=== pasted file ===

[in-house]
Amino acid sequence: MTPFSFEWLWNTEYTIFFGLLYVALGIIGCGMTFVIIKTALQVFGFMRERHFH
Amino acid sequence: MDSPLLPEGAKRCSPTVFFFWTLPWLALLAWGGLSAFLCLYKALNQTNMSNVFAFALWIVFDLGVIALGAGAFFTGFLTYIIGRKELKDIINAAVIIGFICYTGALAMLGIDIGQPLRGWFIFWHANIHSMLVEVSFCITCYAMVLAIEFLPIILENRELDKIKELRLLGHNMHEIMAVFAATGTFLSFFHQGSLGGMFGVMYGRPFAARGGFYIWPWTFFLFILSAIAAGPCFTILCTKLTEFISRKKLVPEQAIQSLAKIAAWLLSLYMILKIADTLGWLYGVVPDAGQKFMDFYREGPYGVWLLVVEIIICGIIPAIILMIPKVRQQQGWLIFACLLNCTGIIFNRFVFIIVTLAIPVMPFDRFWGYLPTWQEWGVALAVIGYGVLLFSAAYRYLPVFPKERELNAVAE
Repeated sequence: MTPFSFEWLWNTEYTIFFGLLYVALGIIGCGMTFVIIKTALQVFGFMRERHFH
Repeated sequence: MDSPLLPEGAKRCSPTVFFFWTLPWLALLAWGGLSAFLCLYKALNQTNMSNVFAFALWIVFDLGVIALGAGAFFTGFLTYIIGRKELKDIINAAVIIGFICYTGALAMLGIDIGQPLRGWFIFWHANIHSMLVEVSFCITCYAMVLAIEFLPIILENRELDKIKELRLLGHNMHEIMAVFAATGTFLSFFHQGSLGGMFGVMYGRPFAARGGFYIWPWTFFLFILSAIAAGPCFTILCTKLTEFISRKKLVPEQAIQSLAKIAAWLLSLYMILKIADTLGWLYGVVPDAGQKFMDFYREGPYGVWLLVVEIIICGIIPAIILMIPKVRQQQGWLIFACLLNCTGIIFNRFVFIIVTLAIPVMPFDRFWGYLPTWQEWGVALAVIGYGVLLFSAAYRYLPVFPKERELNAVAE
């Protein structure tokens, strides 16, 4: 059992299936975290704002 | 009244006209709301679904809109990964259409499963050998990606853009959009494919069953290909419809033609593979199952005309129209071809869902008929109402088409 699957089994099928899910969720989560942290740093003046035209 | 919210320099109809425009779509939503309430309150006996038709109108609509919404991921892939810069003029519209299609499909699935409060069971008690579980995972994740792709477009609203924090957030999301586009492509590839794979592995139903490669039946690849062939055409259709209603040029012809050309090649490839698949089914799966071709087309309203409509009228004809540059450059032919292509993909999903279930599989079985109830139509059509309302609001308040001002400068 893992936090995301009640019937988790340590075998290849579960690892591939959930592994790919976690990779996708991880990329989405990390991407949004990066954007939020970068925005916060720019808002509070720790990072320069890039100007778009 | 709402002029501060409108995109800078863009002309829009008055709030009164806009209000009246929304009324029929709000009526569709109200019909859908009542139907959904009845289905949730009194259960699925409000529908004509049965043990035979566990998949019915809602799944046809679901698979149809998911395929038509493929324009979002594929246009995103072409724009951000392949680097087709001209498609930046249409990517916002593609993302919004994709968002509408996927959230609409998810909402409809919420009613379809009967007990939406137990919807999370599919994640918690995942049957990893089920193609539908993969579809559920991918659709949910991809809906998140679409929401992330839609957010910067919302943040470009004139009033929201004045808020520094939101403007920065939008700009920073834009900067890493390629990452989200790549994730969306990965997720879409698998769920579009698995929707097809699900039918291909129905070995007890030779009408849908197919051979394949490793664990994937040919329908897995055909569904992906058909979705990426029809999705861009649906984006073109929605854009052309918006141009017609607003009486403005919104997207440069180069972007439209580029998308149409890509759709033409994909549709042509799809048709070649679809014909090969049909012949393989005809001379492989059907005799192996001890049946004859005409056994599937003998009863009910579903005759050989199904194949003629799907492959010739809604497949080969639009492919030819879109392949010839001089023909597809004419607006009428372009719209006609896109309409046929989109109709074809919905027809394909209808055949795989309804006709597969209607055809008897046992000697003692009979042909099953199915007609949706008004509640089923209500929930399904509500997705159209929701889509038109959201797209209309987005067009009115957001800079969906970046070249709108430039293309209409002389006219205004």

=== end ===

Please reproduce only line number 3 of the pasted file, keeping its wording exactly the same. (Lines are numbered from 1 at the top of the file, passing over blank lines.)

Amino acid sequence: MDSPLLPEGAKRCSPTVFFFWTLPWLALLAWGGLSAFLCLYKALNQTNMSNVFAFALWIVFDLGVIALGAGAFFTGFLTYIIGRKELKDIINAAVIIGFICYTGALAMLGIDIGQPLRGWFIFWHANIHSMLVEVSFCITCYAMVLAIEFLPIILENRELDKIKELRLLGHNMHEIMAVFAATGTFLSFFHQGSLGGMFGVMYGRPFAARGGFYIWPWTFFLFILSAIAAGPCFTILCTKLTEFISRKKLVPEQAIQSLAKIAAWLLSLYMILKIADTLGWLYGVVPDAGQKFMDFYREGPYGVWLLVVEIIICGIIPAIILMIPKVRQQQGWLIFACLLNCTGIIFNRFVFIIVTLAIPVMPFDRFWGYLPTWQEWGVALAVIGYGVLLFSAAYRYLPVFPKERELNAVAE